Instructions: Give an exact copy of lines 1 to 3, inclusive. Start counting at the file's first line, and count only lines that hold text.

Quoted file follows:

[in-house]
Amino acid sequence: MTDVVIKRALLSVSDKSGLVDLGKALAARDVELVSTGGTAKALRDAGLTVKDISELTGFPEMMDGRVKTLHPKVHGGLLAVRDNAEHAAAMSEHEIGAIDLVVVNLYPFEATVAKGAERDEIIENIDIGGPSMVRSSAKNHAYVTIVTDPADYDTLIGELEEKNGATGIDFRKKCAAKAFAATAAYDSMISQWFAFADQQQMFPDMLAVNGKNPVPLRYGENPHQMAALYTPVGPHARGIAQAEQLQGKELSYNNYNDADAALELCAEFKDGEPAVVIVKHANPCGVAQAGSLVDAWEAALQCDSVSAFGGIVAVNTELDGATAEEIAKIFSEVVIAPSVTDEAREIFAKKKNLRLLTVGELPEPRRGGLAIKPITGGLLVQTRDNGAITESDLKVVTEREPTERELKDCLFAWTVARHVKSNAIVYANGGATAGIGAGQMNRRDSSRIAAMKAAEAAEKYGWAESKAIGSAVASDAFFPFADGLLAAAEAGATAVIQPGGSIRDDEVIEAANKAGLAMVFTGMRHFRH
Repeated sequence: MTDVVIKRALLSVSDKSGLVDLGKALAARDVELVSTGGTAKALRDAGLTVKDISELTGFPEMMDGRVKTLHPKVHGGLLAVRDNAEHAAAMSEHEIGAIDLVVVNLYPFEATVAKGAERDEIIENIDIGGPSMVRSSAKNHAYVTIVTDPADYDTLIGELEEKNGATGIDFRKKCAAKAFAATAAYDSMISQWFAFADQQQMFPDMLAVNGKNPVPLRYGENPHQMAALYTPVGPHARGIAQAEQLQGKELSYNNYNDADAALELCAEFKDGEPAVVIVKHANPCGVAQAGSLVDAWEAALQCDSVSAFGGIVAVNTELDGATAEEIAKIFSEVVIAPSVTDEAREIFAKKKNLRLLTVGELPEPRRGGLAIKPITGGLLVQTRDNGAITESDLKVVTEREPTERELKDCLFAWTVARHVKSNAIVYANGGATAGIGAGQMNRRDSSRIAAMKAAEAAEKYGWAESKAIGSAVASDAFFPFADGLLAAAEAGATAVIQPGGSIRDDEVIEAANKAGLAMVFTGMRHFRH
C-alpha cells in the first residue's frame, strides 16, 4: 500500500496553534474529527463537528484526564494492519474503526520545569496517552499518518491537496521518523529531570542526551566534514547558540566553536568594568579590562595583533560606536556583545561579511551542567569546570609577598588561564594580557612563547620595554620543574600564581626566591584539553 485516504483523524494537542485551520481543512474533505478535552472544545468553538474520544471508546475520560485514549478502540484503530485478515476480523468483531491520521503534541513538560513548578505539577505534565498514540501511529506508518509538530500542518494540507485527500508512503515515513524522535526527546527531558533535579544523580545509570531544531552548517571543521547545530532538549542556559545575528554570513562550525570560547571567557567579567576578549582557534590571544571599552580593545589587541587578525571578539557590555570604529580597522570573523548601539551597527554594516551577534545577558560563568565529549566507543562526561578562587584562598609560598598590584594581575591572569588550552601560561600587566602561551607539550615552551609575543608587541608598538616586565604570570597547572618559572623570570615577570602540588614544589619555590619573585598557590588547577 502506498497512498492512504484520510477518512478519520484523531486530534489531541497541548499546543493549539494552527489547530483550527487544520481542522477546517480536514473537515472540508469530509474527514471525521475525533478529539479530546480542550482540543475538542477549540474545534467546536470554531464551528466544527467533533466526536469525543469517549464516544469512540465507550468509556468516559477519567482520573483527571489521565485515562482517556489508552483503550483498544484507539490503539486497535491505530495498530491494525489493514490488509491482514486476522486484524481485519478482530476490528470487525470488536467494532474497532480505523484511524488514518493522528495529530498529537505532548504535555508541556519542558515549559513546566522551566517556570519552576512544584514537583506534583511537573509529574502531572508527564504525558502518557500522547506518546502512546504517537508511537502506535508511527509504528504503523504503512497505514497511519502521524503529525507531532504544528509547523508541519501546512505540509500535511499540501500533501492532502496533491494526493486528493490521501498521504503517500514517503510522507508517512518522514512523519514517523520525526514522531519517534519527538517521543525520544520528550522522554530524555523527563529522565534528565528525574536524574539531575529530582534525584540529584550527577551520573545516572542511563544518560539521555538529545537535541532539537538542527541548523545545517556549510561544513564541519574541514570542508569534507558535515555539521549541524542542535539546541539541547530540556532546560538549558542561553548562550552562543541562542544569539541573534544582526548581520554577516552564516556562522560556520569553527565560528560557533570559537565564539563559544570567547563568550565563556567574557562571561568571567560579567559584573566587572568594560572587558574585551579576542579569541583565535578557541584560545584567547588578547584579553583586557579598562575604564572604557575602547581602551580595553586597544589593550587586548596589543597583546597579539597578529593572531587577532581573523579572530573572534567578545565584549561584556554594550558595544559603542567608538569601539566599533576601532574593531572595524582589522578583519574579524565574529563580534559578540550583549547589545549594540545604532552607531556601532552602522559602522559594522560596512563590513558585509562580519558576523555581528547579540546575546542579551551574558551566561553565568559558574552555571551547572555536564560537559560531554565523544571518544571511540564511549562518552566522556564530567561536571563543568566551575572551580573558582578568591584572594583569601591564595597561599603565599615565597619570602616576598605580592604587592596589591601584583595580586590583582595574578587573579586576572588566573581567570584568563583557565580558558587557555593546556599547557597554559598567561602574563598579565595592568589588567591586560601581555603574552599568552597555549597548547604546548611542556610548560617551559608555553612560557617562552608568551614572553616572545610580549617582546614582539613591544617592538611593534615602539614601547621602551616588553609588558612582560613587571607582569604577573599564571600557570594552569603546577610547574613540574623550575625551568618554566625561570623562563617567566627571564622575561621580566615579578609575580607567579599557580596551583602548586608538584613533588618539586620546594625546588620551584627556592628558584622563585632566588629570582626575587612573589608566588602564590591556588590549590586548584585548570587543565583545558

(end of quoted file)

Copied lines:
[in-house]
Amino acid sequence: MTDVVIKRALLSVSDKSGLVDLGKALAARDVELVSTGGTAKALRDAGLTVKDISELTGFPEMMDGRVKTLHPKVHGGLLAVRDNAEHAAAMSEHEIGAIDLVVVNLYPFEATVAKGAERDEIIENIDIGGPSMVRSSAKNHAYVTIVTDPADYDTLIGELEEKNGATGIDFRKKCAAKAFAATAAYDSMISQWFAFADQQQMFPDMLAVNGKNPVPLRYGENPHQMAALYTPVGPHARGIAQAEQLQGKELSYNNYNDADAALELCAEFKDGEPAVVIVKHANPCGVAQAGSLVDAWEAALQCDSVSAFGGIVAVNTELDGATAEEIAKIFSEVVIAPSVTDEAREIFAKKKNLRLLTVGELPEPRRGGLAIKPITGGLLVQTRDNGAITESDLKVVTEREPTERELKDCLFAWTVARHVKSNAIVYANGGATAGIGAGQMNRRDSSRIAAMKAAEAAEKYGWAESKAIGSAVASDAFFPFADGLLAAAEAGATAVIQPGGSIRDDEVIEAANKAGLAMVFTGMRHFRH
Repeated sequence: MTDVVIKRALLSVSDKSGLVDLGKALAARDVELVSTGGTAKALRDAGLTVKDISELTGFPEMMDGRVKTLHPKVHGGLLAVRDNAEHAAAMSEHEIGAIDLVVVNLYPFEATVAKGAERDEIIENIDIGGPSMVRSSAKNHAYVTIVTDPADYDTLIGELEEKNGATGIDFRKKCAAKAFAATAAYDSMISQWFAFADQQQMFPDMLAVNGKNPVPLRYGENPHQMAALYTPVGPHARGIAQAEQLQGKELSYNNYNDADAALELCAEFKDGEPAVVIVKHANPCGVAQAGSLVDAWEAALQCDSVSAFGGIVAVNTELDGATAEEIAKIFSEVVIAPSVTDEAREIFAKKKNLRLLTVGELPEPRRGGLAIKPITGGLLVQTRDNGAITESDLKVVTEREPTERELKDCLFAWTVARHVKSNAIVYANGGATAGIGAGQMNRRDSSRIAAMKAAEAAEKYGWAESKAIGSAVASDAFFPFADGLLAAAEAGATAVIQPGGSIRDDEVIEAANKAGLAMVFTGMRHFRH